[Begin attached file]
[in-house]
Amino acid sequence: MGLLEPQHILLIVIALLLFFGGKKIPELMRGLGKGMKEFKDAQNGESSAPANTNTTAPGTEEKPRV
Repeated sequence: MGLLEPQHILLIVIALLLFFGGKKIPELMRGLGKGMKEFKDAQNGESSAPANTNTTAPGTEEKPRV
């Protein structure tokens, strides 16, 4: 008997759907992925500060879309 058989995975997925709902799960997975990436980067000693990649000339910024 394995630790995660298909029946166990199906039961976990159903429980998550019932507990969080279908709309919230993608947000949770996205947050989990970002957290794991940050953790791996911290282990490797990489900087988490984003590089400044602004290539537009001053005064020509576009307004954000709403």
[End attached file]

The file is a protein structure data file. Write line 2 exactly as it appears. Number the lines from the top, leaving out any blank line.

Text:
Amino acid sequence: MGLLEPQHILLIVIALLLFFGGKKIPELMRGLGKGMKEFKDAQNGESSAPANTNTTAPGTEEKPRV